26. Improving Your Brand: Regularly measuring a variety of branding metrics acts as a signal into what areas a brand could use improvement on.
  27. Leveraging Brand Touchpoints: As brands understand when and how consumers are interacting with their brand through the brand funnel, they are able to time their communications or brand touchpoints more effectively.
  28. Producing the Right Product

  29. Picking a Product: Concept testing is one area consumer research excels in most, as it can be difficult for brands to remain subjective and prioritize which product concept to move forward with from a list of many ideas. That’s why letting the consumer decide is a better option.
  30. Creating a Competitive Advantage: Through product trials and other forms of consumer feedback, you can learn what benefits your product provides that others may not—and ideally communicate those in messaging to gain a competitive advantage.
  31. Identifying New Opportunities: Sometimes conducting custom quantitative consumer research can provide a new opportunity that may or may not have been present to a brand otherwise—usually through the identification of unmet needs or new markets.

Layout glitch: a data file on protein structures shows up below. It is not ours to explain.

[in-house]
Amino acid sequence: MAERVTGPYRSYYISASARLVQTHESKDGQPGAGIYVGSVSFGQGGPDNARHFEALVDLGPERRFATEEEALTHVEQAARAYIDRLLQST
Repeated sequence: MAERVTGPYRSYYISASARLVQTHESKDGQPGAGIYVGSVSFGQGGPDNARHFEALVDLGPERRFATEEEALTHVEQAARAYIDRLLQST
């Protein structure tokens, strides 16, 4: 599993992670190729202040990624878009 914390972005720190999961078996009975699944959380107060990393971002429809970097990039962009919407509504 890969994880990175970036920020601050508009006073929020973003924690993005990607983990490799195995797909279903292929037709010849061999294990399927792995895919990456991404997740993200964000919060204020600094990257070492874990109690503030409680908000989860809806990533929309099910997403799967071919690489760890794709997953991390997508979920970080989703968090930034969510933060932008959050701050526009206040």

32. Identifying Usage Occasions: Learning how and when a consumer uses a product is fundamental to ensuring your product satisfies functional needs.
  33. Using Usage to Enhance the Product: Identifying usage occasions, and when and how the product is being used, is also a way to learn how to improve upon a product and continue to satisfy customers.
  34. Garnering Shopper Insights: Sometimes one of the most challenging things for brands to understand is how consumers behave when shopping for their product. But consumer research can provide the shopper insights necessary to learning what external factors exist in the marketplace. For example, brands can learn things like how often, at what store, and which retailers’ consumers are shopping for their product.